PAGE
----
Date of Award
Master of Arts (MA)
Donald C. Goellnicht
The theories of Luce Irigaray and twentieth-century Keats scholarship share a concern with the representation of the feminine in a discourse which they, and I, believe is patriarchal, or masculine. Some critics interpret Keats in much the same way that Irigaray theorizes masculine discourse, namely, by claiming that the feminine is not accurately represented, nor is it valued, except for purposes of appropriation. Other critics find in Keats a representation of the feminine that attests to its autonomy. This thesis adds to the latter position by exploring the problematic nature of the discourse available to Keats, which does not allow for an autonomous figuration of the feminine.
The guardians of masculine discourse are members of the male reviewing public and consequently, Keats is caught between challenging a discourse that limits his poetic potential or success, and acknowledging that that same discourse puts food on his plate. This thesis explores how, in "The Eve of St. Agnes," Keats reveals a feminine language that exposes the limitations of patriarchal discourse. In "La Belle Dame sans Merci" and "Lamia" Keats expresses the conflict between the challenge presented by the incorporation of the feminine in poetic pratice, and the pressure exerted by the patriarchal community to reject the feminine as anything but a mirror of masculine desire. Keats's poetry reveals the limits patriarchal discourse imposes on the masculine, something unacknowledged by Irigaray or twentieth-century Keats critics.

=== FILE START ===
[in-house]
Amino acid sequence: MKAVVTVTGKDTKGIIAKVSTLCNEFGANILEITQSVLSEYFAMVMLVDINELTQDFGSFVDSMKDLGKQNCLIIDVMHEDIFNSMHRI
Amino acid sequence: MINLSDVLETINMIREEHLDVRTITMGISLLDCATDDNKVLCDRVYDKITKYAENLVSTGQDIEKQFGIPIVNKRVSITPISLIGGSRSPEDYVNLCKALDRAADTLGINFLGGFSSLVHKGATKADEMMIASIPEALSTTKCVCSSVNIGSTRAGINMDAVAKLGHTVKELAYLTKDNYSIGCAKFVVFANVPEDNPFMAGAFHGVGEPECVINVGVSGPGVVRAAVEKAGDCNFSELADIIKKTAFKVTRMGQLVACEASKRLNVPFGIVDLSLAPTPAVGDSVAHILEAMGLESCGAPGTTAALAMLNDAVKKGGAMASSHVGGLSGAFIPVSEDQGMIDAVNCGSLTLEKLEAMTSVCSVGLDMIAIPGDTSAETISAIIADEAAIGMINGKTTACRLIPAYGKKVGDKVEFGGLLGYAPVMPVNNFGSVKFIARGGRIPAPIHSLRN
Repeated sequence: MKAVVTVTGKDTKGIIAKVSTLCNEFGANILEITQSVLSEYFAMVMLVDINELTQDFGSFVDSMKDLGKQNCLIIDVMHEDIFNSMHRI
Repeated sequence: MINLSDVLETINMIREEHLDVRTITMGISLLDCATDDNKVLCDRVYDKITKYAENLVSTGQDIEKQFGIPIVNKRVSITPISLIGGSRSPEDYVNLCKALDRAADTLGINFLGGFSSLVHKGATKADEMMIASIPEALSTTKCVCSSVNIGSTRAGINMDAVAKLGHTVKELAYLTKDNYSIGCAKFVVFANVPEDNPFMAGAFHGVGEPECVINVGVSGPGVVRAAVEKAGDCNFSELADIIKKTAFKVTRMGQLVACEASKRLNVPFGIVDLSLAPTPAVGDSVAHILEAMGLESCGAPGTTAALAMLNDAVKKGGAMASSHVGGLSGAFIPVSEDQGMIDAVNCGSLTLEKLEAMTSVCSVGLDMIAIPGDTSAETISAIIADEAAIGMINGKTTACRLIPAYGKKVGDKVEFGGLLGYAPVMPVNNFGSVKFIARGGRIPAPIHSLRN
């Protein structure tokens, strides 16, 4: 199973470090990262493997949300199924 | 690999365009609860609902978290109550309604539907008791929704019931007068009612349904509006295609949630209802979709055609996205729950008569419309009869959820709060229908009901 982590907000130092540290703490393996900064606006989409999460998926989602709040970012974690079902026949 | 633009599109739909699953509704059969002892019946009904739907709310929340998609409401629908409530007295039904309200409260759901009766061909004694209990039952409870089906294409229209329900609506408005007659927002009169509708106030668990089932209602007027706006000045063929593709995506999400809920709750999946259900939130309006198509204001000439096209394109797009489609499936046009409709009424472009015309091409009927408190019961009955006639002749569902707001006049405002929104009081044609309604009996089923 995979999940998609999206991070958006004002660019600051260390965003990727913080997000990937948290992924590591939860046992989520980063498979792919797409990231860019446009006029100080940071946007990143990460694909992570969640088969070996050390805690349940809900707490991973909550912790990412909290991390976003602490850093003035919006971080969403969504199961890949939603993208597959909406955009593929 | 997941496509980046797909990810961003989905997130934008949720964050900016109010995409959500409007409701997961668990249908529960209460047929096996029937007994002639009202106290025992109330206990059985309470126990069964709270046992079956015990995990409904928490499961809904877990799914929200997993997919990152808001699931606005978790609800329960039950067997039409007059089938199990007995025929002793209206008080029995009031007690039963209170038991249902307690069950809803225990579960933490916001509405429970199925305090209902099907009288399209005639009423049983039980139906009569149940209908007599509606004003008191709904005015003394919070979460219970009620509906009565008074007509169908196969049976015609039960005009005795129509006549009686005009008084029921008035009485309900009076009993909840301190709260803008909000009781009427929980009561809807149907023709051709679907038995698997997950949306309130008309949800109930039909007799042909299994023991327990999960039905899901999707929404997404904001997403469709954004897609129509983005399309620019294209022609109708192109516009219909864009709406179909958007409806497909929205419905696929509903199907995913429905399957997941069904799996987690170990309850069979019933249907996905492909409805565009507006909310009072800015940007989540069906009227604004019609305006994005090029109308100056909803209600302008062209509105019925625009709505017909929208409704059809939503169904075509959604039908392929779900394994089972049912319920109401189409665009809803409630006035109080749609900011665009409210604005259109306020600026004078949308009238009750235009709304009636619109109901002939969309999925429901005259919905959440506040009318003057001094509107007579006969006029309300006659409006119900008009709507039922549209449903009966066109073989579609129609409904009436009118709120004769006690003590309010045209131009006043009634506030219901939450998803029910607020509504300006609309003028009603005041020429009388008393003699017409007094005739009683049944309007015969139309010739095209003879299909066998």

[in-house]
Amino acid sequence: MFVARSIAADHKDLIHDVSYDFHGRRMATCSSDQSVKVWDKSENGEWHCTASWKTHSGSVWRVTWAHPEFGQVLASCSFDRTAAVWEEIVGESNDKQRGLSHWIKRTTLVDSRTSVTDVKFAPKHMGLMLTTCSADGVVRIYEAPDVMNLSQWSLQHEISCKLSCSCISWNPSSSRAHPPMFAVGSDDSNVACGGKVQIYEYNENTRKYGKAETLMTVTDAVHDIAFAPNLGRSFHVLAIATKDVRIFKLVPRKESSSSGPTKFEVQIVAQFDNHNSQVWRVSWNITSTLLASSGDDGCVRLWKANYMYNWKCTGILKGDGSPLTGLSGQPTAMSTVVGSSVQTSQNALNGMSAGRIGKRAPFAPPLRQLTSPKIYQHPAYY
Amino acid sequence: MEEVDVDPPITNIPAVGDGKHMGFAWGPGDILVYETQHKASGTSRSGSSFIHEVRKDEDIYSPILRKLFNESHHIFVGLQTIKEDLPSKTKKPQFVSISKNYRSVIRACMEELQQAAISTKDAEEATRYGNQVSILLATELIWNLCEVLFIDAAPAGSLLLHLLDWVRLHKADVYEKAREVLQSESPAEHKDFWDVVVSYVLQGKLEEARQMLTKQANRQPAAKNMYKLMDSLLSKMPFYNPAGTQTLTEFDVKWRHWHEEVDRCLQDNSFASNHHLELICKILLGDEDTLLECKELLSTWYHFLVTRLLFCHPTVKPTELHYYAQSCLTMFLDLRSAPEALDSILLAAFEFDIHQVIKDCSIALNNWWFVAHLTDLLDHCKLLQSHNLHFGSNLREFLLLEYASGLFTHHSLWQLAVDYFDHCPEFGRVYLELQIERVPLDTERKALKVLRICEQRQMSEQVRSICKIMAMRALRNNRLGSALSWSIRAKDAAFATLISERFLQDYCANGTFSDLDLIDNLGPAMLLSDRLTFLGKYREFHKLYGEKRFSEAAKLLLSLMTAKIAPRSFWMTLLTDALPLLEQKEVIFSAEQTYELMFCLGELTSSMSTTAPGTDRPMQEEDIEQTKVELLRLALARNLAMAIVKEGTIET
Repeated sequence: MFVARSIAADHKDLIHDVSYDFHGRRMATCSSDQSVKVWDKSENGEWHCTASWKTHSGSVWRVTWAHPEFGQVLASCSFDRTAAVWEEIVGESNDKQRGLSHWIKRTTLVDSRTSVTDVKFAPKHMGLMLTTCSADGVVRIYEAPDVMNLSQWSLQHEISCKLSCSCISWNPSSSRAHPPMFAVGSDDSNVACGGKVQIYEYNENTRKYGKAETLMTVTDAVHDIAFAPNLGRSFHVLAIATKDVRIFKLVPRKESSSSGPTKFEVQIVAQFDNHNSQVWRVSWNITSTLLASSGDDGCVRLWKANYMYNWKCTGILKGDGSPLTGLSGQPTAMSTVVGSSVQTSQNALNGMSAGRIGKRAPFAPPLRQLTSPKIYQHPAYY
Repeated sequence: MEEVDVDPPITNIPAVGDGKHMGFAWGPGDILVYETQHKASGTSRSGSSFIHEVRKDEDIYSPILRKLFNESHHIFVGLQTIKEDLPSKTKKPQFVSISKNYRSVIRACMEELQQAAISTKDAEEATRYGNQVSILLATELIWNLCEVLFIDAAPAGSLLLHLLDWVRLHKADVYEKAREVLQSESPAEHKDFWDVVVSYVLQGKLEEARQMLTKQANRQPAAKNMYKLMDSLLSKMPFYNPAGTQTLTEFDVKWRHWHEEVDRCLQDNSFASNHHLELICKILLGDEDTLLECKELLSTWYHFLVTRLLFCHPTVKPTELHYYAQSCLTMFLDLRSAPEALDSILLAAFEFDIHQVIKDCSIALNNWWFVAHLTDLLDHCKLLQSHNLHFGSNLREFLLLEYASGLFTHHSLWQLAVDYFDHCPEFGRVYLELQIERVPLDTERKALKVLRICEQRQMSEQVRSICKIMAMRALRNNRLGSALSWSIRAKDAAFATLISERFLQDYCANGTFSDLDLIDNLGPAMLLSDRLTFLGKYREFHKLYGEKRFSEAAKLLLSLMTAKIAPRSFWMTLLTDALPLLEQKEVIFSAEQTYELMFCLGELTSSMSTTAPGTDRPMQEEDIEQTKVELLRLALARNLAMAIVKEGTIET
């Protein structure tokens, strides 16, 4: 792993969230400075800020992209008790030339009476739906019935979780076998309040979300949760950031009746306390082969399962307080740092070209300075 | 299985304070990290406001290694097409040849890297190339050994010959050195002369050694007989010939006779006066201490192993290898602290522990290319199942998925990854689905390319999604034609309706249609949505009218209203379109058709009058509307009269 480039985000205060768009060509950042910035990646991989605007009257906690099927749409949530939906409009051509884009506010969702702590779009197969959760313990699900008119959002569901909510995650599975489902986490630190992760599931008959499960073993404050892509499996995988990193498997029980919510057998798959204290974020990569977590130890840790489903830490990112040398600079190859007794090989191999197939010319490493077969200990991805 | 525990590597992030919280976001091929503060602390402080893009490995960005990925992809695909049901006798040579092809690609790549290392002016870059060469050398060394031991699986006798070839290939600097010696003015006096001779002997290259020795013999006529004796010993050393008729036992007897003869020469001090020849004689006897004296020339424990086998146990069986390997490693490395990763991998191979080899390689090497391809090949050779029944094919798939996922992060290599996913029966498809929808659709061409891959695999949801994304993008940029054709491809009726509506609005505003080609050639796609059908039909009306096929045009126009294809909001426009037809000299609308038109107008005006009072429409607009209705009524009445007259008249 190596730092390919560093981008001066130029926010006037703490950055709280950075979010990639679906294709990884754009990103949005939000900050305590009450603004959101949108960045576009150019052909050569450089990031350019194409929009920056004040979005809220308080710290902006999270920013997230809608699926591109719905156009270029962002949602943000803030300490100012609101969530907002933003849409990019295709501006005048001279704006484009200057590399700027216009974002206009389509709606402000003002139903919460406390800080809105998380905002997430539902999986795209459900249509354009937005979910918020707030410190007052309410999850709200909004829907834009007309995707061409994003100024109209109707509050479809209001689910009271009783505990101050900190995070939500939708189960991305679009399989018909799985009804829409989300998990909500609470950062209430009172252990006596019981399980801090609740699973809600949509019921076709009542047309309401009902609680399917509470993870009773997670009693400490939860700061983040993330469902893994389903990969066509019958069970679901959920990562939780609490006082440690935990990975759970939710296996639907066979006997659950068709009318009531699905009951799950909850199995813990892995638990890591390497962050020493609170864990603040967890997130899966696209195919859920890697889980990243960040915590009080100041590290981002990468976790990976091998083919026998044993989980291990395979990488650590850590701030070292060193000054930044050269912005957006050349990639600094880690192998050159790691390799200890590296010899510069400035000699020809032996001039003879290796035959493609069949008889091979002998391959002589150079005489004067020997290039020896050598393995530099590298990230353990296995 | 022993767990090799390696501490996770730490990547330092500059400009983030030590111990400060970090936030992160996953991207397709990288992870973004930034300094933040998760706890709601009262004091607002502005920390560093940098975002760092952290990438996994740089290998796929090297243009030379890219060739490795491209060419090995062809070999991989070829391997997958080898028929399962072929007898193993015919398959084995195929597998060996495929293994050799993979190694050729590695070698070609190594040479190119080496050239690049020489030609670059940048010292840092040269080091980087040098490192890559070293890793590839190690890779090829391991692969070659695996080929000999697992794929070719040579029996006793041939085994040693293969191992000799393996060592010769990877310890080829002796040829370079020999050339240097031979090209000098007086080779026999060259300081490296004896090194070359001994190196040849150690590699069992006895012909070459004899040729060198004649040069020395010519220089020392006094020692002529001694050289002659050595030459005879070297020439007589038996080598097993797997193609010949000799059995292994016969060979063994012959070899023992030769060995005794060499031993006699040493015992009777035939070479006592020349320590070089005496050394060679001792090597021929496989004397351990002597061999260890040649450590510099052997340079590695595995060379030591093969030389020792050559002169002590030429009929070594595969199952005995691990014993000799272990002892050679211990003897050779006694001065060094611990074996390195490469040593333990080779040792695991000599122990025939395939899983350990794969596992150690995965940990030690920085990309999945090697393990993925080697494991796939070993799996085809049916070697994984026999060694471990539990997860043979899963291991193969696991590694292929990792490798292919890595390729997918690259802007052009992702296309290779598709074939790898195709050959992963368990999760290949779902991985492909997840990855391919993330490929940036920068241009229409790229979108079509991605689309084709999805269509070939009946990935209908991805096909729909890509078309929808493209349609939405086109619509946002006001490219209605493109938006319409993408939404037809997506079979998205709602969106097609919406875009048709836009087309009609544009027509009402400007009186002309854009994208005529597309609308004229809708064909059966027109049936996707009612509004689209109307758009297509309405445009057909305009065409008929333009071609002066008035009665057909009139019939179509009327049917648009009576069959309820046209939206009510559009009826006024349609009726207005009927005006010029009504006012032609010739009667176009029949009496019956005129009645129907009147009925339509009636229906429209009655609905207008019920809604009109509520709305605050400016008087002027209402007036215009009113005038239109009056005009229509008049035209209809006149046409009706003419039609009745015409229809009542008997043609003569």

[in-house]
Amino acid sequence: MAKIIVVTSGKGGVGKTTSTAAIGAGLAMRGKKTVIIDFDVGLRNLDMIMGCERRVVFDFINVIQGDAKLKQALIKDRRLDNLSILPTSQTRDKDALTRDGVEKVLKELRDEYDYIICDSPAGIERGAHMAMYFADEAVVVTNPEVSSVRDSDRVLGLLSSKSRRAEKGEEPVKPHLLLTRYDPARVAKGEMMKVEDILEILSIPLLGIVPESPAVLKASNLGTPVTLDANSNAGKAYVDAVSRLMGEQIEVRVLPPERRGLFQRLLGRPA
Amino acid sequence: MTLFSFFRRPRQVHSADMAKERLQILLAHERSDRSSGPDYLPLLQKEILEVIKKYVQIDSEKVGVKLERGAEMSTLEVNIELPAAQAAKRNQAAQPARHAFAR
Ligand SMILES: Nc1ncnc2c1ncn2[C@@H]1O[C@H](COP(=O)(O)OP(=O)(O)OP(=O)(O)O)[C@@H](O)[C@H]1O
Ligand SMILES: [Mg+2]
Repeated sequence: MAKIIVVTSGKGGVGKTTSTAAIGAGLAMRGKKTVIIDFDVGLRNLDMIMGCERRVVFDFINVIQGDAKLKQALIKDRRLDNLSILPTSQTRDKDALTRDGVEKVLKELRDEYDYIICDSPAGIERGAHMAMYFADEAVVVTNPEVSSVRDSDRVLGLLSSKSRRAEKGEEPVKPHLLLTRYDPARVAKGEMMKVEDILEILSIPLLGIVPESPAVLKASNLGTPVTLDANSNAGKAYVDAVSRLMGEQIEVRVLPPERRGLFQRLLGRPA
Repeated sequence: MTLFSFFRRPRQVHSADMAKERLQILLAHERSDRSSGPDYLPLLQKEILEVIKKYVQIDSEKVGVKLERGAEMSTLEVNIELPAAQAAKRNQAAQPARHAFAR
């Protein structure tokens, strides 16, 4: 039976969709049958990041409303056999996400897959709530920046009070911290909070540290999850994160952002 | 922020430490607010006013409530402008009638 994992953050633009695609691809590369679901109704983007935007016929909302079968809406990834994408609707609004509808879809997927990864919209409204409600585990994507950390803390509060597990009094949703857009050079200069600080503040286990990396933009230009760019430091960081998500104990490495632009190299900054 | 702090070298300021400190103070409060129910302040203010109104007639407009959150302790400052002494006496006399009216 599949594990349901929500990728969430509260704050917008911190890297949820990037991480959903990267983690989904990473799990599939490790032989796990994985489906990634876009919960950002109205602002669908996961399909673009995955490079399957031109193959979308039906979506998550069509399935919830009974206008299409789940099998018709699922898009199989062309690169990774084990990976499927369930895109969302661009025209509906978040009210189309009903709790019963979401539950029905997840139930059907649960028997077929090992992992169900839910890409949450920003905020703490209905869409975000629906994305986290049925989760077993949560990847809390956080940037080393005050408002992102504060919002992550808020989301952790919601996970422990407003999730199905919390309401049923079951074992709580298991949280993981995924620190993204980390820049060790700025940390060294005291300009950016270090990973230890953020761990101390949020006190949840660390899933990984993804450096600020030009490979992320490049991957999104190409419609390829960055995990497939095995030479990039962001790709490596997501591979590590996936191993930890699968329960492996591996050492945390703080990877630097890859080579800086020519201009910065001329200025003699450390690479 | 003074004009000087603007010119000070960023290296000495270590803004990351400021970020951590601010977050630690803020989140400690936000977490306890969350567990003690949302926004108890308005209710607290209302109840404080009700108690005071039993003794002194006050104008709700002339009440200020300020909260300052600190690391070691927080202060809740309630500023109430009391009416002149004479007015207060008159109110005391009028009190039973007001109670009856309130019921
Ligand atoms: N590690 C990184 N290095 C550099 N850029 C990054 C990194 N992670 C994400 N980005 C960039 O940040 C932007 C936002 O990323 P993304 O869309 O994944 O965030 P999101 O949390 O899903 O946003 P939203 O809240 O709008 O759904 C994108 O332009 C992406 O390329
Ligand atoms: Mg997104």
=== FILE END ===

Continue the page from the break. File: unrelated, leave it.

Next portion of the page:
Tsujita, Erica Lyrm, "A Horrid Presence: The Limitations of Romantic Discourse in Three Poems of John Keats" (1995). Open Access Dissertations and Theses. Paper 7049.
McMaster University Library